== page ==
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Sensibility and Metaphysics: Diderot, Hume, Baumgarten, and Herder

  • Stephen Gaukroger
Chapter
Part of the Studies in History and Philosophy of Science book series (AUST, volume 29)

Abstract

Reconciling, or choosing between, the competing demands of reason and sensibility was the most urgent philosophical concern of the second half of the eighteenth century. Defenders of the importance of sensibility such as Diderot had argued that it underlay not just affective states but cognitive ones as well. Hume’s attack on metaphysics had threatened the one remaining metaphysical tradition of the mid-eighteenth century, namely that of Wolff and his followers. In response, the Wolffian metaphysician Baumgarten attempted to show how sensibility could be taken seriously in Wolffian terms, while remaining subordinated to reason. Herder took this as his starting point, inverting it to show how one might use a naturalized notion of sensibility as a model for a naturalization of reason.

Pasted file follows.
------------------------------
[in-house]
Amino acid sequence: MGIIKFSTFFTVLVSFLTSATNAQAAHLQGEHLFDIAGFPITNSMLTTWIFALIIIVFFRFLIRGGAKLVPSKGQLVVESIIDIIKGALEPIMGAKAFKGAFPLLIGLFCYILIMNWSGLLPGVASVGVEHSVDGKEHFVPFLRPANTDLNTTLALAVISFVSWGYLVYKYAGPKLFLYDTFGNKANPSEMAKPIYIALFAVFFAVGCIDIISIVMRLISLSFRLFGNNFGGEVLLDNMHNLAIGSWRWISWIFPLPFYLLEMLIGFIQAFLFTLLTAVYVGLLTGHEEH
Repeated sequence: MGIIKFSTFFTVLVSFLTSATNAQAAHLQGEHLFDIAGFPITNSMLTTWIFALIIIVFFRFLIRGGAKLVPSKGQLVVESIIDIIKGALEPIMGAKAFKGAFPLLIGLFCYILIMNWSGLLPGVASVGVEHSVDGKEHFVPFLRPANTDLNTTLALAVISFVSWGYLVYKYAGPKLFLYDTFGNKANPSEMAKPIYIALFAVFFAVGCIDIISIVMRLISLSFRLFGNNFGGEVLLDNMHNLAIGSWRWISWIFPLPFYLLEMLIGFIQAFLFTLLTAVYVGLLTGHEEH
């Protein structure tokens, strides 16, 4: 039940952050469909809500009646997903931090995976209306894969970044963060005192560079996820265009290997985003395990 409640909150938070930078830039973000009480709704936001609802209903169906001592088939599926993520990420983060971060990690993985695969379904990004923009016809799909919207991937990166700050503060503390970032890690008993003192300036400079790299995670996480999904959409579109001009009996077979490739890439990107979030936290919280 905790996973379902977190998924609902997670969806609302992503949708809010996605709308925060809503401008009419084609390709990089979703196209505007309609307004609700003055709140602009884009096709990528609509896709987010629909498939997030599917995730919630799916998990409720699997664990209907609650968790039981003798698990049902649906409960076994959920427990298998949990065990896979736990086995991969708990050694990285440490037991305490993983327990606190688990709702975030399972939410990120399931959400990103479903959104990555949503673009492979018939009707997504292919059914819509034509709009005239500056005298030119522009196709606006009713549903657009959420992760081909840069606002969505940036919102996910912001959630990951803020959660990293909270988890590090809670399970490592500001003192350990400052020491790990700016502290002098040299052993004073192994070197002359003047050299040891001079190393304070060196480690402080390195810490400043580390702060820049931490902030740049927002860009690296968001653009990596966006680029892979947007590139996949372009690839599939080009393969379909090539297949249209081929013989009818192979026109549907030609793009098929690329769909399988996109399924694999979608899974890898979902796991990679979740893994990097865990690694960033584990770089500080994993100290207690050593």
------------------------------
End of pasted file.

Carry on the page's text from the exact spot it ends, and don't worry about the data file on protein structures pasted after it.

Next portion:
Keywords

Eighteenth Century Moral Sensibility Moral Diversity Empirical Psychology Aesthetic Sensibility 
These keywords were added by machine and not by the authors. This process is experimental and the keywords may be updated as the learning algorithm improves.

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Copyright information

© Springer Science+Business Media Dordecht. 2013

Authors and Affiliations

  1. 1.History of Philosophy and History of ScienceUniversity of SydneySydneyAustralia

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